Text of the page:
Exercise, Part 6: Make It a Habit

So, I’ve convinced you that regular physical activity offers some great health benefits and you’re ready to get started. A couple weeks of intensive effort on your part, but then quitting, isn’t going to do you any good. In fact, it’s more likely to do harm (injury) than good.

The main objective at this point is to make regular physical activity a habit. Establishment of a habit requires frequent repetition over at least two or three months, regardless of the weather, whether you feel like it or not. Over time the chosen activity becomes part of your identity.

To avoid injury and burn out, begin your exercise program slowly and increase the intensity of your effort only every two or three weeks. Your body needs time to adjust to its new workload, but it will indeed adjust. Enhance your enjoyment with proper attire, equipment, and instruction, if needed. Use a portable radio or digital music system like an iPod or Zune if you tend to get bored exercising.

The “buddy system” works well for many of my patients: agree with a friend that you’ll meet regularly for walking, jogging, whatever. If you know your buddy is counting on you to show up at the park at 7 a.m., it may be just the motivation you need to get you out of bed. Others just can’t handle such regimentation and enjoy the flexibility and independence of solitary activity.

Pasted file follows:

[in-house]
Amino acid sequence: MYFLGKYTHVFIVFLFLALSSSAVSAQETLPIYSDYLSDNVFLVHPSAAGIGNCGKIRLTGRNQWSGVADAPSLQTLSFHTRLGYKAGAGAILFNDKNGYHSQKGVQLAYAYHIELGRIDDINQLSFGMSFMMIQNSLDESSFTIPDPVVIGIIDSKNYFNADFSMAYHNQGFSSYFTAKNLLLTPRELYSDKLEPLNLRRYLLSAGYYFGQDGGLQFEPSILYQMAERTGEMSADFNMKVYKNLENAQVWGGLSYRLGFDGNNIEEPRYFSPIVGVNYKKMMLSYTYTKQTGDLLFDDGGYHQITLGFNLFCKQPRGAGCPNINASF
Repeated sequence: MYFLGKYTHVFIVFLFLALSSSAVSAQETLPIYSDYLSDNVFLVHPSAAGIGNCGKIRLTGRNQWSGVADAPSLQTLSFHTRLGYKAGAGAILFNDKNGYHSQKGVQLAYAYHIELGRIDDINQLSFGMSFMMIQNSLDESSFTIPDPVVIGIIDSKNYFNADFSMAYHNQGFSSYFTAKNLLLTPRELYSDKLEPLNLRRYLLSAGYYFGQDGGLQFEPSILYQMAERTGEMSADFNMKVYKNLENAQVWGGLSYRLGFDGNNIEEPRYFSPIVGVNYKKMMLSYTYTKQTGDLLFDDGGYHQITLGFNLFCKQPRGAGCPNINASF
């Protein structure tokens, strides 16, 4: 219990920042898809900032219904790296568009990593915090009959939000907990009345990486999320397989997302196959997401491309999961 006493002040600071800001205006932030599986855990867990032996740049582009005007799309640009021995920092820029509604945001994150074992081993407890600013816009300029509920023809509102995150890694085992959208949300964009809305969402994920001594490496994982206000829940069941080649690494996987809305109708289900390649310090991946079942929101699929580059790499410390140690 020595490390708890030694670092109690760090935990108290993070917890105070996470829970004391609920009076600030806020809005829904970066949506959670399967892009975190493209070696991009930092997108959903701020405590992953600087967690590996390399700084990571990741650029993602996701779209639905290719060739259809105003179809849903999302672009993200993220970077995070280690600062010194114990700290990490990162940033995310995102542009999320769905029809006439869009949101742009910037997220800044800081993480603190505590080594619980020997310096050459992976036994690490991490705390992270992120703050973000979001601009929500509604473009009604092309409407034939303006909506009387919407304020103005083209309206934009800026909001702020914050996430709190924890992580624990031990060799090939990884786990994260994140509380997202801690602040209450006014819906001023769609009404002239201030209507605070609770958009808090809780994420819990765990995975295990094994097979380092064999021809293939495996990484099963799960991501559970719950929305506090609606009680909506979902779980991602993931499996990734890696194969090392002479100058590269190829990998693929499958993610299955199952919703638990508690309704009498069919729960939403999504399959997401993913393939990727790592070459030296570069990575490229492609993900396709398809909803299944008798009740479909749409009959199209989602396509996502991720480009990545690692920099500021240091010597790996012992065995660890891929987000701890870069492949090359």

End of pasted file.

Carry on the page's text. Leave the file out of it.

If you like to socialize, join a health club or sports team. Large cities have organized clubs that promote a wide range of physical activities. Find your niche.

Don’t be afraid to try something new. Expect some disappointment and failed experiments. Learn and grow from adversity and failure. Put a lot of thought into your choice of activity. Avoid built-in barriers. If you live in Florida you won’t have much opportunity for cross-country skiing. If joining a health club is a financial strain, walk instead. Perhaps pick different activities for cold and warm weather. Or do several types of exercise to avoid boredom.

 In summary, formation of the exercise habit requires forethought, repetition, and commitment. You must schedule time for physical activity. Make it a priority. Hundreds of my couch potato patients have done it, and I’m sure you can, too. I’ve seen 40-year-old unathletic, uncoordinated barnacles start exercising and run marathons two years later. (A marathon is 26.2 miles or 42.2 km.)

Part 7 of the series covers “medical clearance.”

Steve Parker, M.D.

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